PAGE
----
Peterson: That’s the new version of that. Some artist sitting in their basement loves another artist’s hit. They love it so much, they want to do their version of it. Now they can broadcast. You couldn’t do that 20 years ago! At Tin Pan South, you did your song When The Bartender Cries. It reminds me of a standard from another era. You said at the show that you would like to do a record of ‘new standards’. Is that something in the works or is that a dream record?

Peterson: It’s more conceptual at this point. I wrote a lot of songs when I was a staff writer at Warner Bros. that were more of that ilk. The changes were more Tin Pan Alley, standards kinds of material, that a Frank Sinatra or a Tony Bennett might have cut back in the day. Every time I wrote a song like that and turned it in, my publisher would say, ‘That’s nice, but what am I going to do with it?”

I was an artist on a country label. They were counting on me cutting the songs I write on my records, so we could drive the machine forward. That’s totally understandable. That’s the way it works. I got that. I ended up with a small bag full of songs that were more of that ilk. To me, those were songs that had a place in country music. All you have to do is listen to Willy Nelson’s Stardust record- there it is. I’m not implying I’ve written the next Stardust record. He was cutting Hoagy Carmichael, Harold Arlen, and Cole Porter. It always ran in the back of my mind that these were really wonderful songs and that they deserved to be heard. Over the years I continue to catch them as they fall into my lap. I continue to play them in certain settings and people seem to really respond to them. When you say standards, people ask what are the titles they’d recognize. So, it’s kind of a weird thing when I say I’m going to cut an album of ‘new standards’- because what’s a ‘new standard?’ But a standard has become a phrase that really refers as much stylistically as it does musically to mean a song that has become a recognizable household tune. One could argue that Motown hits could be standards, and those aren’t Frank Sinatra songs. I’m referring to that post-big band, swing era sound of Tony Bennett, Vic Damone, Nat King Cole, and on some level Johnny Mathis. They were playing songs from the ‘Great American Songbook’. It’s been done in pop music: You had Rod Stewart recording songs from the ‘Great American Songbook’ in the pop genre. Nobody’s really done that in country. Willy did, he beat everybody to it. But in terms of contemporary artists, arguably, it has not been done yet. I’d like to take it a step further and introduce my audience, at the very least, to my body of work that has that feeling. Maybe have a couple of songs on there that would be actual standards, but for the most part, they would be songs of mine.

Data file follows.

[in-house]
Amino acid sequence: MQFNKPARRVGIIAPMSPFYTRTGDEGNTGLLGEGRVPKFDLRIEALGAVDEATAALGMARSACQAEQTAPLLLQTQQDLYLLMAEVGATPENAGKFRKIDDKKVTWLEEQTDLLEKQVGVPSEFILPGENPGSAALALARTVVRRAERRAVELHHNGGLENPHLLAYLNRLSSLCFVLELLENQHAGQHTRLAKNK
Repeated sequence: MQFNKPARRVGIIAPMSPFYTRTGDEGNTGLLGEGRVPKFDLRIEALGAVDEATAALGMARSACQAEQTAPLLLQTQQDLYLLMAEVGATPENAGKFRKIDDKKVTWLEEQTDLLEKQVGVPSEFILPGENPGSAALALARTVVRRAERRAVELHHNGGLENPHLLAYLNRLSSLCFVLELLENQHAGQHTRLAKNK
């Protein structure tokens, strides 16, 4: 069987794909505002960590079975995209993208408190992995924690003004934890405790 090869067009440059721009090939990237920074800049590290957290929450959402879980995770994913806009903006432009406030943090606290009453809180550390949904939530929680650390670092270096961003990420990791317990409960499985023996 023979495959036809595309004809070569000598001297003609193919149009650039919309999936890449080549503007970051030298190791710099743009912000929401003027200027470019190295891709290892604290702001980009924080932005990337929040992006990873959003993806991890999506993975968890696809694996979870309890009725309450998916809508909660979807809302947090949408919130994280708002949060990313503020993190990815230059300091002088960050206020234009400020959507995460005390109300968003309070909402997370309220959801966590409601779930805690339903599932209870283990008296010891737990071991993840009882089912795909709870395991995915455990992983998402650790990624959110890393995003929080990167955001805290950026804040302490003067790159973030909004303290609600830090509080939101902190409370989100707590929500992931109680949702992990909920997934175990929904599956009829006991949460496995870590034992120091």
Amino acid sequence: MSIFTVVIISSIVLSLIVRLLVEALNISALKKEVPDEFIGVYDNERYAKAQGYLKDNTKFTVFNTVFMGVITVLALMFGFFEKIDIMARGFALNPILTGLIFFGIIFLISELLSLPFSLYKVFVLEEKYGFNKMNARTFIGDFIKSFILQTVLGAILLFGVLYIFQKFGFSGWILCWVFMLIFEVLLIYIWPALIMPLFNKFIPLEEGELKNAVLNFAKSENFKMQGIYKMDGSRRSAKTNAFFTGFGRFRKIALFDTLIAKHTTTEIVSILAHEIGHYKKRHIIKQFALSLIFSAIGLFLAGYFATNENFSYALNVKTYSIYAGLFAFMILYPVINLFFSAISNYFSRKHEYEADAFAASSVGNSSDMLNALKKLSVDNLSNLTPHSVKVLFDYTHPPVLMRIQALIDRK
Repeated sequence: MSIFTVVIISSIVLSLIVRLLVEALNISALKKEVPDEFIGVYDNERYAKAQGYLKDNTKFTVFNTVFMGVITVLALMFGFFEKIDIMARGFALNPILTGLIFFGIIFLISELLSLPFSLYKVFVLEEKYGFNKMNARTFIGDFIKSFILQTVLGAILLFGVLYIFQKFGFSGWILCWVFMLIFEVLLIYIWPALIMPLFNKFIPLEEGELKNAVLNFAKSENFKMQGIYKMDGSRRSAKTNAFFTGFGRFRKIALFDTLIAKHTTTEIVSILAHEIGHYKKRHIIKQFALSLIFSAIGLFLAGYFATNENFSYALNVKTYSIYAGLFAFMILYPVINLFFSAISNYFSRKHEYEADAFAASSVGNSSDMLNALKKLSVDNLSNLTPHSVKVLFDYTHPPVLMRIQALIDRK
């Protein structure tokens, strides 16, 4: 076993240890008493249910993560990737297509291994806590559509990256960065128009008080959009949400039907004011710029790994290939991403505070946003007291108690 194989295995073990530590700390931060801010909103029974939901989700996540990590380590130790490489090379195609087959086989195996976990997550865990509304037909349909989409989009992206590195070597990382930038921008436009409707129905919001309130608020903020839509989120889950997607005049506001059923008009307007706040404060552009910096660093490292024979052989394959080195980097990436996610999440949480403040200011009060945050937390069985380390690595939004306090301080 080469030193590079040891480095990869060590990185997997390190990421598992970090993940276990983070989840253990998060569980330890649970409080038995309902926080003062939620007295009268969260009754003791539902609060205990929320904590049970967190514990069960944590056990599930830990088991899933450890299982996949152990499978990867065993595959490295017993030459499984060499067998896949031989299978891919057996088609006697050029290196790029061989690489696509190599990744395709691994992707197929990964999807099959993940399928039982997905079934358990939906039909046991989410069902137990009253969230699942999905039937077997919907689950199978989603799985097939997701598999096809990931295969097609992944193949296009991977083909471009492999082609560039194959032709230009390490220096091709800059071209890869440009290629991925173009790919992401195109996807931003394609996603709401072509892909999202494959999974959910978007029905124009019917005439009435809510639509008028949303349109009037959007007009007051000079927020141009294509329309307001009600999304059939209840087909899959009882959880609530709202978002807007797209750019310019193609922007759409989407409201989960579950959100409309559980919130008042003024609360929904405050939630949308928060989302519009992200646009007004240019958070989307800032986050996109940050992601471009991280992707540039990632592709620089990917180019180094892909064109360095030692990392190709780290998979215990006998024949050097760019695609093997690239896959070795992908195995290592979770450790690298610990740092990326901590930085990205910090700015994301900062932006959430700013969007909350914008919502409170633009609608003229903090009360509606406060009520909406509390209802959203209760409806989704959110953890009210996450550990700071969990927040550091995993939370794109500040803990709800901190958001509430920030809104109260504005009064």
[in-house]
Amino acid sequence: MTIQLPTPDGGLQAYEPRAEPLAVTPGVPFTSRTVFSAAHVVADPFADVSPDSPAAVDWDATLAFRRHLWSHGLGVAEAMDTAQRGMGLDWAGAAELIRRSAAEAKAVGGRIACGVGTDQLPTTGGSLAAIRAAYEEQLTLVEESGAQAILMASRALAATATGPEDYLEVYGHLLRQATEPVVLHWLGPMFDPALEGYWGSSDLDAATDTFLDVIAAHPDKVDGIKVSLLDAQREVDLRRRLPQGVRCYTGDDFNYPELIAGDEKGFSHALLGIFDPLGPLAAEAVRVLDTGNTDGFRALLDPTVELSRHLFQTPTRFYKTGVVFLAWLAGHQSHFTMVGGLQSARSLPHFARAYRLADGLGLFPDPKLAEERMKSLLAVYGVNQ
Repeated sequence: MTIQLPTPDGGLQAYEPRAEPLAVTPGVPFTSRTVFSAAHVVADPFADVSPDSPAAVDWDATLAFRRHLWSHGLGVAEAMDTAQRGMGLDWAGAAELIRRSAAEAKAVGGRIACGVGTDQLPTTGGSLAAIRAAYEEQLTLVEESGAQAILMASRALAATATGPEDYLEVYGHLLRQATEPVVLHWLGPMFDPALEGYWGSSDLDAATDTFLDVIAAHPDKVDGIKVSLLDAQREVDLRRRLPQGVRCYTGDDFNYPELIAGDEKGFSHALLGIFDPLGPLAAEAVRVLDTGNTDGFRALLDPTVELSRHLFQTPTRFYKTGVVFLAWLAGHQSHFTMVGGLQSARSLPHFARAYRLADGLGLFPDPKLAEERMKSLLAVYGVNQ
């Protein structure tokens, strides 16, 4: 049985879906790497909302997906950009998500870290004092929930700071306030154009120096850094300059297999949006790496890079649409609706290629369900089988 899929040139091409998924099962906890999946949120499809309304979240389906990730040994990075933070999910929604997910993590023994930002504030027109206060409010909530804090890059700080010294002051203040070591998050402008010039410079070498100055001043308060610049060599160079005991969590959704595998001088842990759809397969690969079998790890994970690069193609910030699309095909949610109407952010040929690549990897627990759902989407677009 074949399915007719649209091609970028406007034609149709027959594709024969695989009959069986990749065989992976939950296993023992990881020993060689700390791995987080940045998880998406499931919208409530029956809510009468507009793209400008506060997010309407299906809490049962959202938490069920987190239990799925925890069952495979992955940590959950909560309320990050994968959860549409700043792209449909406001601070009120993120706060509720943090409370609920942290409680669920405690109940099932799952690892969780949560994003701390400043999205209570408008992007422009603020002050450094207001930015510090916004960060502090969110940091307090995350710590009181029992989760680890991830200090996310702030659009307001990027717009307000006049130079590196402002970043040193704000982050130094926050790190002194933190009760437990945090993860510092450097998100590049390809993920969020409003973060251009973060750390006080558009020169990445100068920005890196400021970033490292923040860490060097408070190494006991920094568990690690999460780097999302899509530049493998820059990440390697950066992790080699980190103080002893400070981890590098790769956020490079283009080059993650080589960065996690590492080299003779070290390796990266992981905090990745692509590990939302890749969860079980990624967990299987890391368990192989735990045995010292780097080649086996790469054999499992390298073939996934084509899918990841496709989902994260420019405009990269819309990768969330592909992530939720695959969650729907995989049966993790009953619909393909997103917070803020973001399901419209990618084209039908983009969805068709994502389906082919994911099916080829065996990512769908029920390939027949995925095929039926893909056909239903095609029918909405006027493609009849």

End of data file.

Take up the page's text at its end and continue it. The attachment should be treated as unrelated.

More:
Continued next week…

Write On-

Ron Shaffer